Now here\’s a serious worry

Contracts are pretty much inviolable here in our Common Law system.

And I\’m even more worried than Nick Drew about this.

Because contracts are inviolable peepsw are asking, and some have got, that tax regimes etc should be contractual, not just legislative. For future governments can always change the law but those contracts will still stand.

Which sounds like a good idea: but here\’s the worry. The incentives and pressures for politicians to change the law are well known. But those same incentives are likley to have them making the contracts that previous governments have entered into violable.

And that\’s a whole shitload more of a problem, that undermining of why English commercial law actually works as well as it does.

In essence, I\’m suggesting that the incentives politicians have to lie, cheat and steal would be such that they would break the law of contract if they were held to it. So don\’t hold them to it, for that law of contract is too important to be broken by the flapheads and gumjabberers.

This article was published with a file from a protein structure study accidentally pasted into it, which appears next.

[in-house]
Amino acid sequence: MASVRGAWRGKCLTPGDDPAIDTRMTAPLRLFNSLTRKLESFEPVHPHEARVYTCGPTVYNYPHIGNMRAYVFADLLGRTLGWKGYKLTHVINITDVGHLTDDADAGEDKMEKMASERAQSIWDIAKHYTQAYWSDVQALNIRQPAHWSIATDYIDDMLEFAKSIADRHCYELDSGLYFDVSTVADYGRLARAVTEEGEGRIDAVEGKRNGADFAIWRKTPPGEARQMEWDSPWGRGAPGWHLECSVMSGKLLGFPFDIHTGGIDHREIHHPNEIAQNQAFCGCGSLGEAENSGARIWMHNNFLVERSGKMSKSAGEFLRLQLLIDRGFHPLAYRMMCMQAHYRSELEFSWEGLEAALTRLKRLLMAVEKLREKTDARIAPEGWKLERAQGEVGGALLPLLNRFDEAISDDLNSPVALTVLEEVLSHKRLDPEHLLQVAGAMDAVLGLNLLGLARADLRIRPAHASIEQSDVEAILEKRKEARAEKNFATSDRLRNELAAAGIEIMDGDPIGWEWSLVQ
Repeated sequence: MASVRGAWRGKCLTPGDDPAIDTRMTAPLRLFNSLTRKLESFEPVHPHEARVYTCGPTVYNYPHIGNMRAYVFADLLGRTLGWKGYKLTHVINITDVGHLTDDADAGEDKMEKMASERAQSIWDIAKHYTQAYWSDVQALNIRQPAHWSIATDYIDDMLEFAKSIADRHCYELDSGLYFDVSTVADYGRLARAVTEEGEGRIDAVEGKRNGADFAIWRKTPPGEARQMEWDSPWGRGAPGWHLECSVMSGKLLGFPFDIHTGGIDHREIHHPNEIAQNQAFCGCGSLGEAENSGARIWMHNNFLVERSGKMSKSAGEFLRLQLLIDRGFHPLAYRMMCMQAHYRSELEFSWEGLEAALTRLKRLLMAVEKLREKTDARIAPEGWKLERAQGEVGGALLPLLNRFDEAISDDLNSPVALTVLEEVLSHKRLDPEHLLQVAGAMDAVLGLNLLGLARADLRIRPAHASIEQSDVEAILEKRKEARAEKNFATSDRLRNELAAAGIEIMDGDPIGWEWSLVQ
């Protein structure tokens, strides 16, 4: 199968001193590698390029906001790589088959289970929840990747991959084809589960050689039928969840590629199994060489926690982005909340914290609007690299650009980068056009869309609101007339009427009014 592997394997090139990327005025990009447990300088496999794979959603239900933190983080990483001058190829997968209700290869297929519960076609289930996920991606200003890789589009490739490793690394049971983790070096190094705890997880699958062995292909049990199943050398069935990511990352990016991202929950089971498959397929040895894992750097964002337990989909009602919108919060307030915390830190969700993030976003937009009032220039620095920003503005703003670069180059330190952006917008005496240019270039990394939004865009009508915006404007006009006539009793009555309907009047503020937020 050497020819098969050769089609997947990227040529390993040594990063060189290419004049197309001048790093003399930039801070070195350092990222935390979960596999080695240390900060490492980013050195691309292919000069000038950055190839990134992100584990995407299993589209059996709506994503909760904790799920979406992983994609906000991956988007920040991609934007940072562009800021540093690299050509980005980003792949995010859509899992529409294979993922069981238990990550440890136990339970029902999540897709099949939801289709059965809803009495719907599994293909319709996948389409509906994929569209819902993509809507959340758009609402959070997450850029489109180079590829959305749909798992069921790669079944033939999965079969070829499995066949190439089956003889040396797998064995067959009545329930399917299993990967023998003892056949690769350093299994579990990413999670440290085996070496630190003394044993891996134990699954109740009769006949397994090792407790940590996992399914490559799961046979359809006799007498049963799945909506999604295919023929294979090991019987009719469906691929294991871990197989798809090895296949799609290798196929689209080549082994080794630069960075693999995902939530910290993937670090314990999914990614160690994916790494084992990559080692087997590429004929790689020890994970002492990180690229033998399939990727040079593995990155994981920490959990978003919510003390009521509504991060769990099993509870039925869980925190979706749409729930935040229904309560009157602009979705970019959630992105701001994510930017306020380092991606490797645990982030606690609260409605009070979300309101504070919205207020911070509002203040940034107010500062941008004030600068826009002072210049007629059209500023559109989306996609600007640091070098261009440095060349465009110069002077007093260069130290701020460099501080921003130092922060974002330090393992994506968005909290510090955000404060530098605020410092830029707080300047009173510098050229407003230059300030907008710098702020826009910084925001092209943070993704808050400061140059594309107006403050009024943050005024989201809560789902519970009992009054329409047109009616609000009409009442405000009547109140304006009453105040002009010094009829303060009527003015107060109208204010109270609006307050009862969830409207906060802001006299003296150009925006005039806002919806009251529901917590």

4 thoughts on “Now here\’s a serious worry”

  1. Contract is always beneath the law. If Party A enters into some contract in 2009 then Party B wins in 2011 and doesn’t like the terms, it can still change the law, and there is sod all anyone can do about it – except to beware of dealing with the government in future.

  2. But laws are not retrospective.

    So so long as the contract doesn’t allow law changes to be reflected in the contract then everything can stay as is. The most that could happen would be for the contract to be cancelled (usual penalties etc) and a new one started taking into acccount the new law.

  3. Contracts are always subject to the law, including changes to the law.

    Party A contracts to deliver 10 kilos of methepepeferedipeferifidrine to party B on 1 January next year. On 31 December, the government bans methewhatever. Party B cannot now enforce their rights under the contract.

  4. Energy/oil/renewables etc. spend millions lobbying to get subsidies. They then rely on the promised subsidy flow to finance their scam. Of course they want a contract with penalties to protect their fat living. No one who relies on the public teat should be allowed to forget that lobbying may turn heads for a while but, the light may dawn in the future, and their scam seen for what it is. No contracts, let them twist in the wind, like their mills. Private companies that put up schemes that only work if the public are made to pay by way of subsidy should rethink their financial models as their scams make us poorer not richer.

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